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Indirect Discrimination


Indirect discrimination occurs when an employer applies a provision, criterion or practice (PCP) to all employees which disadvantages a group of people who share a protected characteristic (such as race or sex). Indirect discrimination can be justified if it is a proportionate way of achieving a legitimate business aim. In making their decisions, employment tribunals must take ‘judicial notice’ of facts that are so well known to the court system that they can be accepted without further enquiry. One of those universally accepted truths relates to what the Employment Appeal Tribunal has recently described as the ‘childcare disparity’, where women are less likely than men to be able to accommodate certain working patterns because of childcare responsibilities.

In Dobson v North Cumbria Integrated Care NHS Foundation Trust, the employee was a community nurse who worked two fixed days per week. The Trust introduced a requirement  that community nurses work flexibly including at weekends. The employee was unable to comply because of childcare responsibilities. She was dismissed and brought claims for indirect discrimination and unfair dismissal. The employment tribunal dismissed her claims, saying that the other 7 women and 1 man in her team could comply with the policy. They said there was no evidence to show that women as a group were disadvantaged by the policy.

The EAT disagreed. The tribunal had got the pool for comparison wrong. The policy was applicable to all community nurses, not just the employee’s team. That meant the pool for comparison should have been all community nurses. The tribunal had also failed to take judicial notice of the indisputable fact that women are less likely to be able to accommodate certain working patterns because of their childcare responsibilities. This fact had been noted in many binding judgments and there was no evidence to show that the position was out of date. The case was sent back to the tribunal to decide whether there had been group disadvantage and whether any indirect discrimination was justified.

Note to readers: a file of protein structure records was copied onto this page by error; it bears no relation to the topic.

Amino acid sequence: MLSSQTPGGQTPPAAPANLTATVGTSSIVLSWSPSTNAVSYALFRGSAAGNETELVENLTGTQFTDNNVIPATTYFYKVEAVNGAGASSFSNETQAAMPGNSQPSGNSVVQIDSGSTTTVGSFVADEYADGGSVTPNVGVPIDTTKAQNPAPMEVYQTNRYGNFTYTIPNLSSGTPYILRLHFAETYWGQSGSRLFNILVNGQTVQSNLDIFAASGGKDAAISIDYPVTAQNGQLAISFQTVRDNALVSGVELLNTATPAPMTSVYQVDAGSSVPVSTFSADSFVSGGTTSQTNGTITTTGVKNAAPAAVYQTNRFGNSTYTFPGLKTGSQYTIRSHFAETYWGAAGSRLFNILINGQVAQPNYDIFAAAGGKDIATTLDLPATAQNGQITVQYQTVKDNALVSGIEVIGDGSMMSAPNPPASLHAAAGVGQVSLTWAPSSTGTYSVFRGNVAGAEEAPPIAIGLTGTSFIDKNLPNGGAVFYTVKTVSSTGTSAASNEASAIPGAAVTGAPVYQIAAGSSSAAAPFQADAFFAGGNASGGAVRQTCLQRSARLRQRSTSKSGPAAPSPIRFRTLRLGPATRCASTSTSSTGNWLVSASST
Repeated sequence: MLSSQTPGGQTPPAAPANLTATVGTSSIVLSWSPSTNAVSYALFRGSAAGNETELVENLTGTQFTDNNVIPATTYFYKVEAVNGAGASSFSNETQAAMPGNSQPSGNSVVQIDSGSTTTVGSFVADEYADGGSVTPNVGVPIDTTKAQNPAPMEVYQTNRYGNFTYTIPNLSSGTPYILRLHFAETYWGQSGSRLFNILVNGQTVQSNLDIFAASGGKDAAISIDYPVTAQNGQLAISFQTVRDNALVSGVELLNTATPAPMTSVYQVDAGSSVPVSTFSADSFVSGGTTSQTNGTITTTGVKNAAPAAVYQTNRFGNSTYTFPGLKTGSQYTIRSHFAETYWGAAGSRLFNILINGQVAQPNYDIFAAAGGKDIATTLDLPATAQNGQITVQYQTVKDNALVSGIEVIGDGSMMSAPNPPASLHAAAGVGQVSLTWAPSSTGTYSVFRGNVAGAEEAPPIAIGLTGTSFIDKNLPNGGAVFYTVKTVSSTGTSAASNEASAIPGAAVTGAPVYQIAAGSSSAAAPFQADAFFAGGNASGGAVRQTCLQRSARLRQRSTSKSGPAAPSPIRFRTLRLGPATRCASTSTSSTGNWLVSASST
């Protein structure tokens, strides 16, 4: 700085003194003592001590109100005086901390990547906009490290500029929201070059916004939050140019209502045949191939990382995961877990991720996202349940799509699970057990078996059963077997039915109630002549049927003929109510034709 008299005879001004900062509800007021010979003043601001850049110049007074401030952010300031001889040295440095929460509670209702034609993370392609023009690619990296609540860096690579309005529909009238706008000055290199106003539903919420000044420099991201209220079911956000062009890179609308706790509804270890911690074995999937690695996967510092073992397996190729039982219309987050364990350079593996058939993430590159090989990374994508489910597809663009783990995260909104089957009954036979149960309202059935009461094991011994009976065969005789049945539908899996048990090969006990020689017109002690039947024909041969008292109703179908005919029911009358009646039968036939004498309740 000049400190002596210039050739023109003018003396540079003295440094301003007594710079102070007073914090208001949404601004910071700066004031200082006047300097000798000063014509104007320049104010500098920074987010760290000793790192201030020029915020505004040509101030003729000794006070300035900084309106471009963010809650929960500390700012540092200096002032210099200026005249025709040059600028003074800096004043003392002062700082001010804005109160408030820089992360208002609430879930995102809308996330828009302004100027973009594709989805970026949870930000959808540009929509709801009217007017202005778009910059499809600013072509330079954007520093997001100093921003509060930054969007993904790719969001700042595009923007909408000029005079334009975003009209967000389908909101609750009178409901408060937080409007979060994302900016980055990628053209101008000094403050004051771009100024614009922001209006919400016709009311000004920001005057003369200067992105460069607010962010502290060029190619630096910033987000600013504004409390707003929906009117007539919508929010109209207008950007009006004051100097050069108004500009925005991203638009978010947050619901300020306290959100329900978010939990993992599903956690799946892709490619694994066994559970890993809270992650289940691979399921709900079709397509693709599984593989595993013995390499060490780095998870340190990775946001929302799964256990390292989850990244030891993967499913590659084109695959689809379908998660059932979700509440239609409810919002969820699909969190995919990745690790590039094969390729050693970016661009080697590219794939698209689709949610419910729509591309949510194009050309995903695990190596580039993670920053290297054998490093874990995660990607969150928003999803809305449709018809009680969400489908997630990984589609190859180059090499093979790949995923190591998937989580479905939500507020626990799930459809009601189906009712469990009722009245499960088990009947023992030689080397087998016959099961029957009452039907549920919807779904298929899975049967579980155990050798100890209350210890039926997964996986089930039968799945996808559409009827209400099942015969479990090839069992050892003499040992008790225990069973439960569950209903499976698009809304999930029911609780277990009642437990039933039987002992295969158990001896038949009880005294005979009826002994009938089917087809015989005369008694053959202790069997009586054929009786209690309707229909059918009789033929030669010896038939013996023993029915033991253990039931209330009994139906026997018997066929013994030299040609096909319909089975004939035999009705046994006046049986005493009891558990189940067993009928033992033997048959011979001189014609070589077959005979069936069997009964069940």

This case is a reminder to everyone that the childcare disparity will be taken into account by employment tribunals without the need for statistical evidence. The EAT also made it clear that it doesn’t have to be impossible for an employee to comply with the working pattern for her to be disadvantaged. In this case the employee’s husband was available to help at weekends but that didn’t matter. Nor did the employer giving lots of notice of weekend work. An employee can still be disadvantaged if they can comply with a requirement but only with difficulty, or by making additional arrangements or by shifting the childcare on to someone else. Employers should bear this in mind when dealing with objections from working mothers who struggle to accommodate certain work patterns. Better to work things out around the table than in the appeal courts.